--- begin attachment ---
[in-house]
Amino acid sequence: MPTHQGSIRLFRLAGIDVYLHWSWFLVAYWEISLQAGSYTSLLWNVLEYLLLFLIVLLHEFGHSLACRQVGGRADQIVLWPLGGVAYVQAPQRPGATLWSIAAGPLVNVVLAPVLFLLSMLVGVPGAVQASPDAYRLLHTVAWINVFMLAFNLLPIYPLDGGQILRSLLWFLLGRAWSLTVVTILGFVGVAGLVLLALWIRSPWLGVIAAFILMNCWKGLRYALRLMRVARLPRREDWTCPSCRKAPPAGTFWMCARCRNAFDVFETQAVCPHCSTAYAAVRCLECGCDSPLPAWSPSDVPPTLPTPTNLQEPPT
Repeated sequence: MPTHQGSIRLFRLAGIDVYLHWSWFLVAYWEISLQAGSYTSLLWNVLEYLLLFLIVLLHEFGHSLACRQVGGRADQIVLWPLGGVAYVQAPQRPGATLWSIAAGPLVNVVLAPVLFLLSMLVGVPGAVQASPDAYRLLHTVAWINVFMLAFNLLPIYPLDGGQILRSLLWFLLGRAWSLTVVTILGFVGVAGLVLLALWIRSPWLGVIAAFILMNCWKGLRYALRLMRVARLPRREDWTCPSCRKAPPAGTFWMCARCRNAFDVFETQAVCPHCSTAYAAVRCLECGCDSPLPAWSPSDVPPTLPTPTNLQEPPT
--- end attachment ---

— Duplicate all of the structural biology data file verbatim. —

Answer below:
[in-house]
Amino acid sequence: MPTHQGSIRLFRLAGIDVYLHWSWFLVAYWEISLQAGSYTSLLWNVLEYLLLFLIVLLHEFGHSLACRQVGGRADQIVLWPLGGVAYVQAPQRPGATLWSIAAGPLVNVVLAPVLFLLSMLVGVPGAVQASPDAYRLLHTVAWINVFMLAFNLLPIYPLDGGQILRSLLWFLLGRAWSLTVVTILGFVGVAGLVLLALWIRSPWLGVIAAFILMNCWKGLRYALRLMRVARLPRREDWTCPSCRKAPPAGTFWMCARCRNAFDVFETQAVCPHCSTAYAAVRCLECGCDSPLPAWSPSDVPPTLPTPTNLQEPPT
Repeated sequence: MPTHQGSIRLFRLAGIDVYLHWSWFLVAYWEISLQAGSYTSLLWNVLEYLLLFLIVLLHEFGHSLACRQVGGRADQIVLWPLGGVAYVQAPQRPGATLWSIAAGPLVNVVLAPVLFLLSMLVGVPGAVQASPDAYRLLHTVAWINVFMLAFNLLPIYPLDGGQILRSLLWFLLGRAWSLTVVTILGFVGVAGLVLLALWIRSPWLGVIAAFILMNCWKGLRYALRLMRVARLPRREDWTCPSCRKAPPAGTFWMCARCRNAFDVFETQAVCPHCSTAYAAVRCLECGCDSPLPAWSPSDVPPTLPTPTNLQEPPT